The worst-kept secret at the World Series was confirmed when Miguel Batista began warming up in the Arizona bullpen during the sixth inning Tuesday night.
Batista was supposed to be the Diamondbacks' starting pitcher tonight in Game Four. When he began preparing for a possible relief outing, it became obvious that Curt Schilling was going to get the start instead.
The Arizona ace dominated the Yankees in Game One, allowing just three hits in seven innings. And he's 4-0 with an 0.79 ERA in four starts this postseason, so it's easy to see why the Diamondbacks want to use him, even though he'll be pitching on only three days' rest. Orlando Hernandez will start for the Yankees.
Schilling said he feels fine after throwing only 102 pitches Saturday.
"I didn't want to short-change us as a team if I felt good enough to take the ball," Schilling said. "I feel good enough, I feel real good."
Schilling has prodded manager Bob Brenly to let him pitch on three days' rest and reminded Brenly of that request again before Tuesday's game.
"I went to him and told him I had prepared the last two days as if I was pitching (tonight)," Schilling said. "I wanted the ball, if that would help him make his decision."
Brenly gave Schilling the scenarios prior to the game: An Arizona win and the D-Backs would go with Batista. A loss and Schilling would get the nod.
"For a lot of different reasons, including the low pitch count in Schilling's last start and his insistence that he's ready to take the ball, I think he'll be fine," Brenly said. "He didn't do cartwheels (when told of the start) and he didn't look at me like I was crazy. He knew there was a possibility that he would pitch and he's prepared for it."
"It doesn't matter to me the way I feel right now, whether it's three or four days' (rest)," Schilling said. "I know they (the Yankees) are good and these guys are going to show up trying to tie this series playing the way they did today. We'll have our work cut out for us."
The nation's heightened state of alert and Tuesday's visit by President Bush produced an unprecedented level of security for a World Series game. Reporters waited in line for more than an hour while their bags, computers and photography equipment were searched. That's been par for the course since the Sept. 11 terrorist attacks.
Bush's presence, however, required all fans and media members to pass through metal detectors before they entered the stadium, further delaying entrance. Elevators to take reporters between the basement work areas and seating areas were shut down an hour before the game as another security precaution. Fans were still filing into the stadium as late as the third inning.
Grumbled one veteran baseball writer: "Why couldn't he (Bush) be a basketball fan and go to the Garden?"
That, of course, was a reference to Michael Jordan's return game to the NBA taking place Tuesday night at Madison Square Garden as Jordan's Washington Wizards met the New York Knicks.
Bush became the first president to attend a Series game since Ronald Reagan was at Baltimore's Memorial Stadium to see the Orioles play Philadelphia in 1983. Bush was the first president to throw a ceremonial pitch since Dwight Eisenhower opened the Yankees-Dodgers series in 1956 at Brooklyn's Ebbets Field.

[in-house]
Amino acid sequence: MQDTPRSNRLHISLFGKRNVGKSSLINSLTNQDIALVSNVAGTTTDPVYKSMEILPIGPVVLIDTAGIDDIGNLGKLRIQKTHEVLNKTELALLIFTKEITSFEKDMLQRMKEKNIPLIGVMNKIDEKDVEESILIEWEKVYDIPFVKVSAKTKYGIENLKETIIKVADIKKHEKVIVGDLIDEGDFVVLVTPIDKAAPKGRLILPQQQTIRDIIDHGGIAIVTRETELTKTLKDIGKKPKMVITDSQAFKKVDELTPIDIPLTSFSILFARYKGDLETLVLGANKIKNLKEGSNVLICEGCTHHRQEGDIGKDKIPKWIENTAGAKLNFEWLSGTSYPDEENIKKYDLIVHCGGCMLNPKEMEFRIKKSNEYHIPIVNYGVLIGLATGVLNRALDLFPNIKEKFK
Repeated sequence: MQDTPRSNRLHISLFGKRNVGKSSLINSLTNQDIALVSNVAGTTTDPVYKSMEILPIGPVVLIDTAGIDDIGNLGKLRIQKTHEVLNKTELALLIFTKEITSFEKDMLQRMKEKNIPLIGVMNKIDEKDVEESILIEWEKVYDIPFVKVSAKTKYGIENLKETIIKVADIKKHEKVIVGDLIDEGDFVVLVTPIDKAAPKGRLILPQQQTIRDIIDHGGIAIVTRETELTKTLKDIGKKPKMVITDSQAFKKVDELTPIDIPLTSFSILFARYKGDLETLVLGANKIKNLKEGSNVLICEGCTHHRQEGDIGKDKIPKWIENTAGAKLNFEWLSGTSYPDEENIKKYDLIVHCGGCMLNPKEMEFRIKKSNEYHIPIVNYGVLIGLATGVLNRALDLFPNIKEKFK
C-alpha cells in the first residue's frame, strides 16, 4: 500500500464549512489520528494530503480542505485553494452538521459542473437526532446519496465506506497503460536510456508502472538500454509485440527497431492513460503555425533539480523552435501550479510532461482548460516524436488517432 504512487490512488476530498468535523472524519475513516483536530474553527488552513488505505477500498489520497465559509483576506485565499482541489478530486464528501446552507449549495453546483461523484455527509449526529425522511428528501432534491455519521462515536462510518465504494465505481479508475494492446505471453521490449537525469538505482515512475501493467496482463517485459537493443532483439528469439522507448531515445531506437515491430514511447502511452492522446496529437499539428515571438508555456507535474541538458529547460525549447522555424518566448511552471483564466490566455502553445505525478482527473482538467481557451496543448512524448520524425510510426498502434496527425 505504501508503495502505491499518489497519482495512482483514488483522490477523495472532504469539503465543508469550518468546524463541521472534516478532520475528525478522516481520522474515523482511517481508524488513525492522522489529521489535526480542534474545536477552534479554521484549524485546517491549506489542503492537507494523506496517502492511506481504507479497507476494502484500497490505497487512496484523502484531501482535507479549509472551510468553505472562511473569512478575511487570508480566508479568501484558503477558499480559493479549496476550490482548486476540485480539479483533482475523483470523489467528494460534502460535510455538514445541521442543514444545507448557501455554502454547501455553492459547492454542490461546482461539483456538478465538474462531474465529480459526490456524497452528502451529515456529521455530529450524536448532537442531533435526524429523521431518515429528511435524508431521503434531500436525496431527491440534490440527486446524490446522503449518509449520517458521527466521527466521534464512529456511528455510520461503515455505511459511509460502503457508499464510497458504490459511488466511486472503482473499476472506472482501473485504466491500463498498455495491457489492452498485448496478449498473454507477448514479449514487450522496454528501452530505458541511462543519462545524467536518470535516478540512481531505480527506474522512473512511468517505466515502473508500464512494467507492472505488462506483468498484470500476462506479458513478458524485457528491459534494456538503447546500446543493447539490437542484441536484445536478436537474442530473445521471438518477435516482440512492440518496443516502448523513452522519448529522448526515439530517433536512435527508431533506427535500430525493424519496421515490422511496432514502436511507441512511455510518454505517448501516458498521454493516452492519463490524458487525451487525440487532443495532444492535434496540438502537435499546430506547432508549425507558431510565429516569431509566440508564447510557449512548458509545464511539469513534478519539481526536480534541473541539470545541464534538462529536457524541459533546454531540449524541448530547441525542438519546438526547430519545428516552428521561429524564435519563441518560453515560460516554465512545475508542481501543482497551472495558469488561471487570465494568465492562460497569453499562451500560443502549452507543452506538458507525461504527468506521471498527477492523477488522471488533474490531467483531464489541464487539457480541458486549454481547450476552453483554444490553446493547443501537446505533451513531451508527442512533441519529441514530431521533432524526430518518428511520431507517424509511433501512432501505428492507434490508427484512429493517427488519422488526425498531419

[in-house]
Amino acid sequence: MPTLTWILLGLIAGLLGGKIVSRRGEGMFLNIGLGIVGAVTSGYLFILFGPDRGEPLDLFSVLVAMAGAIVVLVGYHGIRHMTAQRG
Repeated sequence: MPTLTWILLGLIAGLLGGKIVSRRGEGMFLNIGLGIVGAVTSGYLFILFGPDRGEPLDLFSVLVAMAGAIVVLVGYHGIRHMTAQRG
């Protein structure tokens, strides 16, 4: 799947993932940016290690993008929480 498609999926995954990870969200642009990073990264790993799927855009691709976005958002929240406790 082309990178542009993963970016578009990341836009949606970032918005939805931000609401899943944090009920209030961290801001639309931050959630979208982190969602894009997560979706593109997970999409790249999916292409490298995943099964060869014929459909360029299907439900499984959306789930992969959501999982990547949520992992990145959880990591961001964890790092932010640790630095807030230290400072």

"That was pretty cool," said Yankees third baseman Scott Brosius. "He threw a strike, too. He had a good arm. Obviously, he has the respect of the country. You know what he's going through. To take the time to be here to throw a first pitch out like that really added to the occasion."
After his pitch, Bush watched the game from the private box of Yankees owner George Steinbrenner.
A tattered American flag salvaged from the ruins of the World Trade Center was erected above the scoreboard in left field, becoming one of the 20 flags that fly every game across the stadium facade.
The flag, believed to have come from an office on an upper floor of one of the Twin Towers, was found torn, covered in ash and with 12 stars missing. It was given to an American Legion post in New Jersey and then donated to the Port Authority Police, the agency that was in charge of WTC security.
The stars were replaced but the tears in the stripes were not repaired and the flag was allowed to flap in the evening breeze.
Mariano Rivera's save was the eighth of his Series career, extending his major-league record. He has an 0.72 ERA in 49 postseason games and has converted 23 saves in a row. . . . The Yankees have won eight straight home Series games since getting shut out, 4-0, by Atlanta in Game Two in 1996. That ties the franchise record set by winning two games in 1927, 1928, 1932 and 1936. . . . Jorge Posada's second-inning home run snapped New York's 18-inning scoreless streak since the first inning of Game One. That was the Yankees' longest drought in their Series history and the longest for any team since Oakland went 18 without scoring in 1988 against Los Angeles.
Tuesday's game (Oct. 30) was the latest in Series history. Because the Sept. 11 attacks postponed all regular-season games for a week, the postseason schedule will stretch into November for the first time. . . . . . . When the teams took the field Tuesday, it was the third time zone in which they've played in this series. Game One in Phoenix was played under Pacific time while Game Two was in Mountain time; Arizona and Hawaii did not roll clocks back Saturday night because they are the only states in the union that do not honor Standard Time.